Positive vidaprodiga On Jun 4, 2010, vidaprodiga from Milton Freewater, OR wrote:

I have this plant growing in the most convenient locations in my garden. It luckily has planted their seeds in locations between my peonies, roses, and hydrangeas- making a great contracts with all my colors.
Juniper's beard attracts all the neighborhood hummingbirds, honey bees, and on a occasion a few bumble bees.
I enjoy picking these flowers and mixing them with my roses for a centerpiece!
Great flower and I love how it seeds itself for the next year. Hassle free and fragrant!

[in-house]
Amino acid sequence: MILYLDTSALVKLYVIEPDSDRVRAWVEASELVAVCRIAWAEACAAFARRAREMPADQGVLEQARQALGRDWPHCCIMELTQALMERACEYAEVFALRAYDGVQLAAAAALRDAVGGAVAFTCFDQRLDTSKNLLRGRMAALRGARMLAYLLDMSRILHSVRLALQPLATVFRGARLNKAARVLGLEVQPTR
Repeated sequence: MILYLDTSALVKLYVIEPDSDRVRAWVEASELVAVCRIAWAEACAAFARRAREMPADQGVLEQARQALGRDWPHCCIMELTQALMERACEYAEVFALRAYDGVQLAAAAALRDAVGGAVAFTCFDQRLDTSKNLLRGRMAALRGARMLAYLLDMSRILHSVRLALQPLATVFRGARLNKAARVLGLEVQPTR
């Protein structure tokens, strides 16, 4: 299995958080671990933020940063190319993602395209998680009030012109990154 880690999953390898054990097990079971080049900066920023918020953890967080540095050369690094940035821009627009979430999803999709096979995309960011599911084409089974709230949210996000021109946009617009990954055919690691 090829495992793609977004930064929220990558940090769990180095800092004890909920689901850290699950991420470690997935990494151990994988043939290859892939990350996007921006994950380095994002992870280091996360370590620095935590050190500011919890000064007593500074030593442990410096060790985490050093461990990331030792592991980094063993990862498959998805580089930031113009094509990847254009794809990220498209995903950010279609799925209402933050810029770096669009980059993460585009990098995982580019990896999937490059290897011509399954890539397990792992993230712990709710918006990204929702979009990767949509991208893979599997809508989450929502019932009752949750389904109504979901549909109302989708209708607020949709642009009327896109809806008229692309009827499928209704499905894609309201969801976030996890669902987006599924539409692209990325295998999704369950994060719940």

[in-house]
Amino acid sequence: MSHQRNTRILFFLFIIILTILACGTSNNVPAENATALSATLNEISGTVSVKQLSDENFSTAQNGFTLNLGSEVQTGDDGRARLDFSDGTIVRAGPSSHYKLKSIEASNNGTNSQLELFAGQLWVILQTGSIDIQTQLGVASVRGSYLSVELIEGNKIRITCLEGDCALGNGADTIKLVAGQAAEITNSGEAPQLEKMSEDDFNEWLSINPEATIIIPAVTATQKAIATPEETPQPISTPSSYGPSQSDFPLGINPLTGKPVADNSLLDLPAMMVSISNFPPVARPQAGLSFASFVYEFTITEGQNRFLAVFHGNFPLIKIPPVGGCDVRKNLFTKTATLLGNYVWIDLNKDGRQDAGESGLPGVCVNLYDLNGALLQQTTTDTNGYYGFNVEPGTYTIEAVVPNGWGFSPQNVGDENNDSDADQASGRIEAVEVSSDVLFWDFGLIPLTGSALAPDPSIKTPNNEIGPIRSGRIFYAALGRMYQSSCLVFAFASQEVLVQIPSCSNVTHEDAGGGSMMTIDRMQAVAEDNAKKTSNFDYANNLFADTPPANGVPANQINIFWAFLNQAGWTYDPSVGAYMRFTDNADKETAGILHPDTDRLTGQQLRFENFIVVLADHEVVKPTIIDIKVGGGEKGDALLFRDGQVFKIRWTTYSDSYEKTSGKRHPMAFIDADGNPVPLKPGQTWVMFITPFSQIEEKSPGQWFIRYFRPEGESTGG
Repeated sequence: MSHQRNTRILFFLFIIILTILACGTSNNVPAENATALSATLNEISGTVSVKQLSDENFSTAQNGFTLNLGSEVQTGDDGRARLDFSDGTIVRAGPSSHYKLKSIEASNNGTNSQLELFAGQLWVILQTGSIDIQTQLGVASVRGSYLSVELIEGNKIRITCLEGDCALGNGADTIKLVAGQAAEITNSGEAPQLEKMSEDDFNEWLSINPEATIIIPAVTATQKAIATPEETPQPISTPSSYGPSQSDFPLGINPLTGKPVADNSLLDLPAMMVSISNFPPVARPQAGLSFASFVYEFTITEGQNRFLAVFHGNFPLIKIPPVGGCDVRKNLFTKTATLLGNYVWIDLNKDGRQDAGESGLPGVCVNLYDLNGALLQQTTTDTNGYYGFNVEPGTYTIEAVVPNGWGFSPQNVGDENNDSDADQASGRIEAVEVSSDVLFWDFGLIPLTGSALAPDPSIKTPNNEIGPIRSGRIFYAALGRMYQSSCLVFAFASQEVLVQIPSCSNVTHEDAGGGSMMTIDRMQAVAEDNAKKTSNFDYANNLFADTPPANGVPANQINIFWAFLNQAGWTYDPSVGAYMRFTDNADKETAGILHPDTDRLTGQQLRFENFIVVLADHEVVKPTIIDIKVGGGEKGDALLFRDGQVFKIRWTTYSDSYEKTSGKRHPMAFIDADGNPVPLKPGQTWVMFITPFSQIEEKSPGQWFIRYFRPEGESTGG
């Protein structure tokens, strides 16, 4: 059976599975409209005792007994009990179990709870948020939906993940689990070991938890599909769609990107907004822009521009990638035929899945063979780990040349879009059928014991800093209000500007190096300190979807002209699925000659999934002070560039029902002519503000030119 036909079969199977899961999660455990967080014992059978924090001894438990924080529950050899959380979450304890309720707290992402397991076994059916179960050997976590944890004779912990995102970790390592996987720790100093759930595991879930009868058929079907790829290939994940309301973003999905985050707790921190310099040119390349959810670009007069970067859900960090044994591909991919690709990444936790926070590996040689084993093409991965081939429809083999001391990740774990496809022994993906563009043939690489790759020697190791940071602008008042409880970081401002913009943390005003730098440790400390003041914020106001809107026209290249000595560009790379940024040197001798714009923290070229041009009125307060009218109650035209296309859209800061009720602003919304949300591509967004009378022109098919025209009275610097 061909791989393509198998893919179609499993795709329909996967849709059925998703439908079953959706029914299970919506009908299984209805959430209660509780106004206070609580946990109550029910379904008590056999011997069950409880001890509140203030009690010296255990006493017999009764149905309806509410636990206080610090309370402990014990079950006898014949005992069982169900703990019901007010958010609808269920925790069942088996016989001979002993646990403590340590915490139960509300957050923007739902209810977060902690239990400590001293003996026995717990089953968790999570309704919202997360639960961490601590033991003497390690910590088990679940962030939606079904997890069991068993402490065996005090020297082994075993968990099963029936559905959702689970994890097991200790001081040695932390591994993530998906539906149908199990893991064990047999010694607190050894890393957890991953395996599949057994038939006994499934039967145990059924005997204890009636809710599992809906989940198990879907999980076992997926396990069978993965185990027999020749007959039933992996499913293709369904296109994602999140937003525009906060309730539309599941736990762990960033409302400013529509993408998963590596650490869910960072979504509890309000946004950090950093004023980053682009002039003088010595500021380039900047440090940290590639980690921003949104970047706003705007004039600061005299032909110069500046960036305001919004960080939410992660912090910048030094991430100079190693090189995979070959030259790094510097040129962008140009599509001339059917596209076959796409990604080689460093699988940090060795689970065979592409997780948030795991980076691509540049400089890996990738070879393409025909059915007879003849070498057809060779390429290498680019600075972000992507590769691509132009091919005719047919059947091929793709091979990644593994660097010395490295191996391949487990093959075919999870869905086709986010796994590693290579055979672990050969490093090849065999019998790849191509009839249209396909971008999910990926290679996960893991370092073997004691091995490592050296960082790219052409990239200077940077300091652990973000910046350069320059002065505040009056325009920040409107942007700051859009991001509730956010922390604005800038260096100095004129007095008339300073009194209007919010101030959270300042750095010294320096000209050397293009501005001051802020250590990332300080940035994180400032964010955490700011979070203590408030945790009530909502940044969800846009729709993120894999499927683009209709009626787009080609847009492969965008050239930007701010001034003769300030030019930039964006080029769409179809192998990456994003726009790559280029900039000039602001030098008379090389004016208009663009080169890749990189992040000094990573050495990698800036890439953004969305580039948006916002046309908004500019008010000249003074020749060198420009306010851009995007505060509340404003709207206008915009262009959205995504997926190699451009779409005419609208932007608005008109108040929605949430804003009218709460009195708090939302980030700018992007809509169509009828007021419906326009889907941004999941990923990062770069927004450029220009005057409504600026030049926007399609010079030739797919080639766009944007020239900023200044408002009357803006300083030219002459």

Positive Kim_M On May 27, 2010, Kim_M from Hamburg, PA (Zone 6b) wrote:

Very long lasting flower head. I like that!

Positive TexasTam On May 5, 2010, TexasTam from Plano, TX (Zone 8a) wrote:

I planted three Centranthus in my front no-lawn garden last year and was disappointed in the lack of blooms and vigor. This The existing plants are now robust and covered with blooms and several new plants have popped up as well. The hummers seem to love it, so it stays for now. I will probably keep an eye on its invasiveness, however.

Positive gsteinbe On Sep 25, 2008, gsteinbe from Trenton, NJ wrote: